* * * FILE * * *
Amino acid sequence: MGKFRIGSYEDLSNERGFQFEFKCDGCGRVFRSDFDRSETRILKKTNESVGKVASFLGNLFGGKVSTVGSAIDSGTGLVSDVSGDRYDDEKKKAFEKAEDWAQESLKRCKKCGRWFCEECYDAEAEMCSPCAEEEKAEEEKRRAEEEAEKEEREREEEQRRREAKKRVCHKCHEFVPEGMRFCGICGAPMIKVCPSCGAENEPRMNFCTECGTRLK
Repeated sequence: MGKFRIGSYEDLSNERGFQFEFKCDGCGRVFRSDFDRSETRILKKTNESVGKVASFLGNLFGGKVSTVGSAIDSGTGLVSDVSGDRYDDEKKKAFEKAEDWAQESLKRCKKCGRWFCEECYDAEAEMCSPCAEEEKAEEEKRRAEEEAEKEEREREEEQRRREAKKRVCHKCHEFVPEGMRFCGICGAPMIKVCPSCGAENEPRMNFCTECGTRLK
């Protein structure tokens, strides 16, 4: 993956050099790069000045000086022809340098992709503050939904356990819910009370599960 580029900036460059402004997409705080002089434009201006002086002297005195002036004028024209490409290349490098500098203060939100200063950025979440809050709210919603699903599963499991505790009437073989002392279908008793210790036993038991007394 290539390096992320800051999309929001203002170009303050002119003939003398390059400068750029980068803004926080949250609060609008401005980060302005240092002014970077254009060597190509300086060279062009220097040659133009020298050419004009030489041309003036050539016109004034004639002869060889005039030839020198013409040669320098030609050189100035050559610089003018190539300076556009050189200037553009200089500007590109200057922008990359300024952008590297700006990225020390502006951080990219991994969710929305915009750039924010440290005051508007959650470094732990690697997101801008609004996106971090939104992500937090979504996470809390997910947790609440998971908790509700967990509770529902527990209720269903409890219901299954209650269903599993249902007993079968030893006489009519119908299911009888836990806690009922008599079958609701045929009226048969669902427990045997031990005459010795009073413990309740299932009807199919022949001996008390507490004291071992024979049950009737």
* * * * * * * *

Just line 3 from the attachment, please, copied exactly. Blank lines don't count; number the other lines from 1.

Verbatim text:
């Protein structure tokens, strides 16, 4: 993956050099790069000045000086022809340098992709503050939904356990819910009370599960 580029900036460059402004997409705080002089434009201006002086002297005195002036004028024209490409290349490098500098203060939100200063950025979440809050709210919603699903599963499991505790009437073989002392279908008793210790036993038991007394 290539390096992320800051999309929001203002170009303050002119003939003398390059400068750029980068803004926080949250609060609008401005980060302005240092002014970077254009060597190509300086060279062009220097040659133009020298050419004009030489041309003036050539016109004034004639002869060889005039030839020198013409040669320098030609050189100035050559610089003018190539300076556009050189200037553009200089500007590109200057922008990359300024952008590297700006990225020390502006951080990219991994969710929305915009750039924010440290005051508007959650470094732990690697997101801008609004996106971090939104992500937090979504996470809390997910947790609440998971908790509700967990509770529902527990209720269903409890219901299954209650269903599993249902007993079968030893006489009519119908299911009888836990806690009922008599079958609701045929009226048969669902427990045997031990005459010795009073413990309740299932009807199919022949001996008390507490004291071992024979049950009737």